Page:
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  1. #1
    Senior Member trackhub's Avatar
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    Speak to me of Portland, Maine.

    I'm looking at Portland, Maine as a potential place to retire in about another ten to fifteen years. I know, it's a long way off, but I always have an eye toward the future.

    So, what's cycling, and life in general, like in Portland? I'm told it's quite decent, as long as you can deal with the long winters.
    I thought I was suffering from depression once. Turned out, I was simply surrounded by idiots.

  2. #2
    Senior Member canthidefromme's Avatar
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    cold i imagine

  3. #3
    Senior Member late's Avatar
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    Well.

    I am also looking at retiring before too long. I live just outside Portland and have been looking
    for milder winters.

    Here's what it's like. Fall is often mild, I rode yesterday and it was in the 50's. Winter is what you'd expect.
    Spring most years is cold and rainy and last longer than you think. June is typically when things get good.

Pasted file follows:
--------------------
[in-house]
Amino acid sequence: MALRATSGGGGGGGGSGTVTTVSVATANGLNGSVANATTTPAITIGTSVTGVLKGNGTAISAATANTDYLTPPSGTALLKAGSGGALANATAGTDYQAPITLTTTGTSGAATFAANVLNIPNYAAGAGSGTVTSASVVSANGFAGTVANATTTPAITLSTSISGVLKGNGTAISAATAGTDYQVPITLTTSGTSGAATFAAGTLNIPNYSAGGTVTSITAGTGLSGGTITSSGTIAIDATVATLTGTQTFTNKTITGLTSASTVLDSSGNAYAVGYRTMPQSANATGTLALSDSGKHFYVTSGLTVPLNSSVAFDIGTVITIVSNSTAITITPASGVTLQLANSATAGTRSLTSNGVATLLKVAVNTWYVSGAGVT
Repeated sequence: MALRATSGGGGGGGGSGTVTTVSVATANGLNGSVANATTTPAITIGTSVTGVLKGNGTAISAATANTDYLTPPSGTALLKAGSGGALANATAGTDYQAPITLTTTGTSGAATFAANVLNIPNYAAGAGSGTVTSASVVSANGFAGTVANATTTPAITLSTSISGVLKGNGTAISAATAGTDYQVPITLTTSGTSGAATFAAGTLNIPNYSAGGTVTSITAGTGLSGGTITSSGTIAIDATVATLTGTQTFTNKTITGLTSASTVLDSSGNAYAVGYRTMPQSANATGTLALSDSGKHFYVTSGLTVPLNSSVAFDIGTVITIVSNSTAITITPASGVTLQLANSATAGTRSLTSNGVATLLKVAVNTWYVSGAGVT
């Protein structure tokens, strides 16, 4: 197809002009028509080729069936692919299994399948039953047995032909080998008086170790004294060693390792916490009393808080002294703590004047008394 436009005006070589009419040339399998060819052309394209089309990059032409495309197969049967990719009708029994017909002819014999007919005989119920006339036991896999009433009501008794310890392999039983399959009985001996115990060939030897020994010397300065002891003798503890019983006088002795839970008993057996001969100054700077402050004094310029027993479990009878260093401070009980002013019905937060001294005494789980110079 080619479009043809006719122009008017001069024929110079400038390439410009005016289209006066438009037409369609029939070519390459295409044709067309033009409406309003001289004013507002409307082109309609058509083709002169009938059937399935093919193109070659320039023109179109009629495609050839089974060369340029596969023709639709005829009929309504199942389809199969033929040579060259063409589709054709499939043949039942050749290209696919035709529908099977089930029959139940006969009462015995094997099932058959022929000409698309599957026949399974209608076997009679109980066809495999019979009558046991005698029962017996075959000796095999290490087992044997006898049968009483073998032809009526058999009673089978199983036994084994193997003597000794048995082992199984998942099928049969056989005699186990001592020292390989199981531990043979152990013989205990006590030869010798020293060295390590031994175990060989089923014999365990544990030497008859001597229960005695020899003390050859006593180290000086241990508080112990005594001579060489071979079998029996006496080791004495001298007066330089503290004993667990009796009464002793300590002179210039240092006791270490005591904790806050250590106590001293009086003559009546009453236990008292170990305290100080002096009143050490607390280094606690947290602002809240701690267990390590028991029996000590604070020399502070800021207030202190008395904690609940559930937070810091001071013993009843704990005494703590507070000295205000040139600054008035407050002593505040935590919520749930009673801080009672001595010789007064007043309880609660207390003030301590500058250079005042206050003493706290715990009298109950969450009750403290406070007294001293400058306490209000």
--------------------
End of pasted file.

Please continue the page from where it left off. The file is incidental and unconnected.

In general, we are 3 to 4 weeks behind Boston in the Spring. One time we left Portland, snow still on the ground,
    when we got to Boston the snow was gone and it was in the 60's.

    Traffic isn't bad and they accept cyclists. It doesn't take long at all to get out of the city, and there is some very nice riding.

    The restaurants are excellent for a small city, but night life is pretty limited compared to Boston.

    Apartments are more expensive than they should be (zoning BS) but real estate is reasonable, esp if you don't mind going
    just a few miles outside town.

    We have good bike shops, but if you are used to Belmont Wheelworks, for example, they are smaller and a bit limited.
    We are as gods, we might as well get good at it.
    Stewart Brand

  4. #4
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    I live about 20 miles n/w of Portland. If you're looking strictly for cycling, as has been said, the winters are somewhat long. If you ski, it's all good!
    I usually start riding outdoors in late March and am still riding now. The riding is great; plenty of uncrowded roads, as hilly or as flat as you could want,